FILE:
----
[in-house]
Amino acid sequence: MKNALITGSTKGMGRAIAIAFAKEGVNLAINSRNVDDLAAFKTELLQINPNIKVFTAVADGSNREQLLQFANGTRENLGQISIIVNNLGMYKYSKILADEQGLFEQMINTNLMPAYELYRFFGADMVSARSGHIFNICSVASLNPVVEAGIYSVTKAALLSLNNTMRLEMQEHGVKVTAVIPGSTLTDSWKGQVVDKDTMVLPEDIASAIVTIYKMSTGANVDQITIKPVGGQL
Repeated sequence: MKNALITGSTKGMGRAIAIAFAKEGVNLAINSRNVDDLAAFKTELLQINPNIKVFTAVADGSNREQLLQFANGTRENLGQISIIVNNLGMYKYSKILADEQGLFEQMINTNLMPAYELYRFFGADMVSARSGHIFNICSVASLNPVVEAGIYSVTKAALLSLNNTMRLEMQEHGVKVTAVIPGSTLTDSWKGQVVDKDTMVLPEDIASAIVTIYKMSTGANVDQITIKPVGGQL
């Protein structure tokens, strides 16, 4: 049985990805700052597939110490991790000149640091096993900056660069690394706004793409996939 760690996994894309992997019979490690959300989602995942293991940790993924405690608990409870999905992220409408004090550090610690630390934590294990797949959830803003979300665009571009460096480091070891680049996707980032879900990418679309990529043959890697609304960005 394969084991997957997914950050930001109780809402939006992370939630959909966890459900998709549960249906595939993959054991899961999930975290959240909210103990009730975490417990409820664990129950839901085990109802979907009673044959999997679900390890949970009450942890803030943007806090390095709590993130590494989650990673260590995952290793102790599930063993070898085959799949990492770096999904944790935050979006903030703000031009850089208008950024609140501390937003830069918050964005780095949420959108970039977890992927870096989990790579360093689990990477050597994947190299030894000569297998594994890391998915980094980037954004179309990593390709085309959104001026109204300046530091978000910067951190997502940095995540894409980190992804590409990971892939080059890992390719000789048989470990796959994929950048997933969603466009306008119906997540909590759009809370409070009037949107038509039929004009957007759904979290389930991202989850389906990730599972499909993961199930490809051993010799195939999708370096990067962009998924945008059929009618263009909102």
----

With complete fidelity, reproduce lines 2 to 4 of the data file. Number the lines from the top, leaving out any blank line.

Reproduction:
Amino acid sequence: MKNALITGSTKGMGRAIAIAFAKEGVNLAINSRNVDDLAAFKTELLQINPNIKVFTAVADGSNREQLLQFANGTRENLGQISIIVNNLGMYKYSKILADEQGLFEQMINTNLMPAYELYRFFGADMVSARSGHIFNICSVASLNPVVEAGIYSVTKAALLSLNNTMRLEMQEHGVKVTAVIPGSTLTDSWKGQVVDKDTMVLPEDIASAIVTIYKMSTGANVDQITIKPVGGQL
Repeated sequence: MKNALITGSTKGMGRAIAIAFAKEGVNLAINSRNVDDLAAFKTELLQINPNIKVFTAVADGSNREQLLQFANGTRENLGQISIIVNNLGMYKYSKILADEQGLFEQMINTNLMPAYELYRFFGADMVSARSGHIFNICSVASLNPVVEAGIYSVTKAALLSLNNTMRLEMQEHGVKVTAVIPGSTLTDSWKGQVVDKDTMVLPEDIASAIVTIYKMSTGANVDQITIKPVGGQL
């Protein structure tokens, strides 16, 4: 049985990805700052597939110490991790000149640091096993900056660069690394706004793409996939 760690996994894309992997019979490690959300989602995942293991940790993924405690608990409870999905992220409408004090550090610690630390934590294990797949959830803003979300665009571009460096480091070891680049996707980032879900990418679309990529043959890697609304960005 394969084991997957997914950050930001109780809402939006992370939630959909966890459900998709549960249906595939993959054991899961999930975290959240909210103990009730975490417990409820664990129950839901085990109802979907009673044959999997679900390890949970009450942890803030943007806090390095709590993130590494989650990673260590995952290793102790599930063993070898085959799949990492770096999904944790935050979006903030703000031009850089208008950024609140501390937003830069918050964005780095949420959108970039977890992927870096989990790579360093689990990477050597994947190299030894000569297998594994890391998915980094980037954004179309990593390709085309959104001026109204300046530091978000910067951190997502940095995540894409980190992804590409990971892939080059890992390719000789048989470990796959994929950048997933969603466009306008119906997540909590759009809370409070009037949107038509039929004009957007759904979290389930991202989850389906990730599972499909993961199930490809051993010799195939999708370096990067962009998924945008059929009618263009909102």